1966/67 – the early days of Mee
Billy Wright’s tenure at Arsenal had ended in disaster with home crowds collapsing…
- 12 March 1966: Arsenal 0 Everton 1 (24,821)
- 26 March 1966: Arsenal 1 Newcastle 3 (13979)
- 5 April 1966: Arsenal 1 WBA 1 (8738)
- 23 April 1966: Arsenal 1 Sunderland 1 (25,699)
- 5 May 1966: Arsenal 0 Leeds 3 (4554)
- 7 May 1966: Arsenal 1 Leicester 0 (16435)
In the final 12 home and away from 12 March onwards, Arsenal won only two, the Leicester home game and away at Sunderland on 20 April. In the final five games Arsenal scored just two goals.
Arsenal thus finished 14th in the league, having gone out of the FA Cup 0-3 in the third round. Wright’s tenure had resulted in league finishes in 7th, 8th, 13th and 14th position and long before he left it was known he would not continue at the club for another year.
|6||West Bromwich Albion||42||19||12||11||91||69||50|
|12||West Ham United||42||15||9||18||70||83||39|
Then came the World Cup and all the furore surrounding that, Bertie Mee, the physio, was appointed manager, and Arsenal started out again.
Bertie’s opening for Arsenal was mixed. In the first seven games Arsenal won the first three, and then drew three and lost one, and the crowds moved back to the high 20,000s and low 30,000s.
After those seven games Arsenal played their first ever round in the League Cup – a competition which had been running for several years, but which Arsenal had refused to enter.
Arsenal were drawn at home to Third Division Gillingham – who had already battled through one round winning 2-0 against Fourth Division Southend after a replay.
The game was played on 13 September in front of just 13,029, and memories of Wright’s cup disaster at Peterborough in 1965 looked large. Arsenal went behind from a 25 yard speculative shot by Charlie Crickmore which took Jim Furnell by surprise.
Tommy Baldwin (the subject of our last article), scored the equalizer.
The replay on 22 September 1966 was a farce, being played in thick fog which had rolled in from the Medway. 20,566 turned up (compare that with the Highbury crowd) but for anyone at either end, only half the pitch was visible.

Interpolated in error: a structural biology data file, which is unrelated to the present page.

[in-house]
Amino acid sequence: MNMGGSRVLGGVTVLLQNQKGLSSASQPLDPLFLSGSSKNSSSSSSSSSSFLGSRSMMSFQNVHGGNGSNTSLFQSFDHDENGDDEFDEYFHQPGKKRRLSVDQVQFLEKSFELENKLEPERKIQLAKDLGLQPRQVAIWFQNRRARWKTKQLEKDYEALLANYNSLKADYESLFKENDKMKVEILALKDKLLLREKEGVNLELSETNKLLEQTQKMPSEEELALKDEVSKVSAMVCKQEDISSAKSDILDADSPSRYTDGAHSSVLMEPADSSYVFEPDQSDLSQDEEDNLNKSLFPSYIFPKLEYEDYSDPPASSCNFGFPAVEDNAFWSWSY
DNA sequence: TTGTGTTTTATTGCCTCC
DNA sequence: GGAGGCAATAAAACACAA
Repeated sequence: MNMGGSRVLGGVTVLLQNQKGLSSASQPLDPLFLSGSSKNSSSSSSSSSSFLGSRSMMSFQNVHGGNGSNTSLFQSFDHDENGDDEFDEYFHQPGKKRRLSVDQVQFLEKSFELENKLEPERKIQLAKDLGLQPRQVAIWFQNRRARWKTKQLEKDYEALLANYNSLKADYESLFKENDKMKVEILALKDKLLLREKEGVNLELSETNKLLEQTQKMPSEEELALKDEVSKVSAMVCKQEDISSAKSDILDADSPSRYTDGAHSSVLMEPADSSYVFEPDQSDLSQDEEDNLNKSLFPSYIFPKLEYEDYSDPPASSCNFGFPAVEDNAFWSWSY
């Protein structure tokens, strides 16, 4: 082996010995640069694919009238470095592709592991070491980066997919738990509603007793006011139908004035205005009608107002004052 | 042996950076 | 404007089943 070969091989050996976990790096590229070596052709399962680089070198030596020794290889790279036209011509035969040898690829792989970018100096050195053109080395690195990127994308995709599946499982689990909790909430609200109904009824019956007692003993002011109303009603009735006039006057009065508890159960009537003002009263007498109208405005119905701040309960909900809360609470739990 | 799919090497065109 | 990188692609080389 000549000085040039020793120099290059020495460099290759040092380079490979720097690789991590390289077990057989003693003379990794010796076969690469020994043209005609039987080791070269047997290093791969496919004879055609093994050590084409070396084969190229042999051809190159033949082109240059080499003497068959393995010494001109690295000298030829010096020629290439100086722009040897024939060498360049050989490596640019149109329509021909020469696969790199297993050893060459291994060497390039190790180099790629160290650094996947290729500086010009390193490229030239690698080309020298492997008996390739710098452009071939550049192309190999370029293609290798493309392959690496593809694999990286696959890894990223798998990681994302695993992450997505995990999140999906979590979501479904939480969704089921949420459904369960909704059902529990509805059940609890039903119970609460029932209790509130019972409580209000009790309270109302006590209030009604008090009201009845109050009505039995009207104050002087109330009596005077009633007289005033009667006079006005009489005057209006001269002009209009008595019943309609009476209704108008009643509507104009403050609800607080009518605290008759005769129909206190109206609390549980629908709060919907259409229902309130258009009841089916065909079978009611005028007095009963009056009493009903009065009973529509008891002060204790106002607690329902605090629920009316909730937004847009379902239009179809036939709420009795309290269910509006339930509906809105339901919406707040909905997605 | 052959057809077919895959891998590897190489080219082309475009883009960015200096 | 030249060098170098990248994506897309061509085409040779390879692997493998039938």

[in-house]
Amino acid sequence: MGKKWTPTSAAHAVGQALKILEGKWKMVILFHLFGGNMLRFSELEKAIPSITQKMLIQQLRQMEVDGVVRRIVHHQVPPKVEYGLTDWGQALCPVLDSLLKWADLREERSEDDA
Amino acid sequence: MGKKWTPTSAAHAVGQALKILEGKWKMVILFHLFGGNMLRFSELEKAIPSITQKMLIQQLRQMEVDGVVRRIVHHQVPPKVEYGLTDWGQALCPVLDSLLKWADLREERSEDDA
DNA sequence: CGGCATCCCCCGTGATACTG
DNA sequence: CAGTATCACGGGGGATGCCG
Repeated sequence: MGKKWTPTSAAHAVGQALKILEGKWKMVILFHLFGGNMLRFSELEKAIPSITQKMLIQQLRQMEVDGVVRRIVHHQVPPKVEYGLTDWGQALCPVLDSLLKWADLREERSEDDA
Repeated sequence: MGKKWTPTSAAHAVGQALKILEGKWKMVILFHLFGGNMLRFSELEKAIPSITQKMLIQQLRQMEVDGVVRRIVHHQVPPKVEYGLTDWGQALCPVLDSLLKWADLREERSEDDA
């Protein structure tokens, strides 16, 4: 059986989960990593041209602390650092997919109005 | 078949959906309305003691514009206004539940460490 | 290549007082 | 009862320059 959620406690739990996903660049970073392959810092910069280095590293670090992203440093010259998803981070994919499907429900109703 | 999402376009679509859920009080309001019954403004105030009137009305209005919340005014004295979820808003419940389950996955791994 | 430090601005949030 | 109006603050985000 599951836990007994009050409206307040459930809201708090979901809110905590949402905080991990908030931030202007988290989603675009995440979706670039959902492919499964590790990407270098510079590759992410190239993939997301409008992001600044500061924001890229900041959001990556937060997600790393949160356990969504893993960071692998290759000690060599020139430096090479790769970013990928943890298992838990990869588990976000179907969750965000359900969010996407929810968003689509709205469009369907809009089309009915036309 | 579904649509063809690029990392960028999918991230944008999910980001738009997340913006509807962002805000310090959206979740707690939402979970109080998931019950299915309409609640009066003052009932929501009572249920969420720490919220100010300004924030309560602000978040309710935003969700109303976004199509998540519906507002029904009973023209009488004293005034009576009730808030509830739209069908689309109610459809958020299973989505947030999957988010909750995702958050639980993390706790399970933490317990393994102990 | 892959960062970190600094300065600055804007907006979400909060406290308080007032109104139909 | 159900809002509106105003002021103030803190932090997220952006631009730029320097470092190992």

That might seem preposterous now, but it happened in the 1960s, indeed I can also remember a match at Bournemouth being played in similar conditions around this time. The rule was, if the ref could see each goal from the centre spot, and the linesmen could see across the pitch, that was fine. Who cares about the paying public?
On 65 minutes the noise level in the crowd increased, leaving half the stadium shouting to the players to find out what was going on. Gillingham had a penalty. Rackstraw scored, and Arsenal were 0-1 down.
Arsenal left it late, but finally found their way through the fog until up popped Tommy Baldwin again, for another late goal.
Extra time brought nothing more, the managers tossed the coin and Arsenal won for a second replay at Highbury.
This time 18409 turned up on 28 September 1966 perhaps put off a little by the fact that after three draws in a row in the league Arsenal had just lost 3-1 away to Chelsea, making it three wins, four draws, two defeats – and two draws against third division opposition. The mutterings were loud.
The Arsenal programme notes referred back to the New Brompton / Woolwich Arsenal games in 1899 in which the clubs had played five times before New Brompton (as Gillingham were then known) finally won in the preliminary competition.
But this time Arsenal got their act together, and won 5-0 with another two from Baldwin, two from McLintock and one from Coakley.
In the league the situation got worse, with only two wins in the next ten, leaving Arsenal 16th in the league half way through December.
As for the league cup Arsenal played West Ham in the 3rd round and lost 3-1 at home on 3 October.
- Woolwich Arsenal: The club that changed football – Arsenal’s early years
- Making the Arsenal – how the modern Arsenal was born in 1910
- The Crowd at Woolwich Arsenal
- Books on Arsenal at a discount
The anniversary index appears on the home page.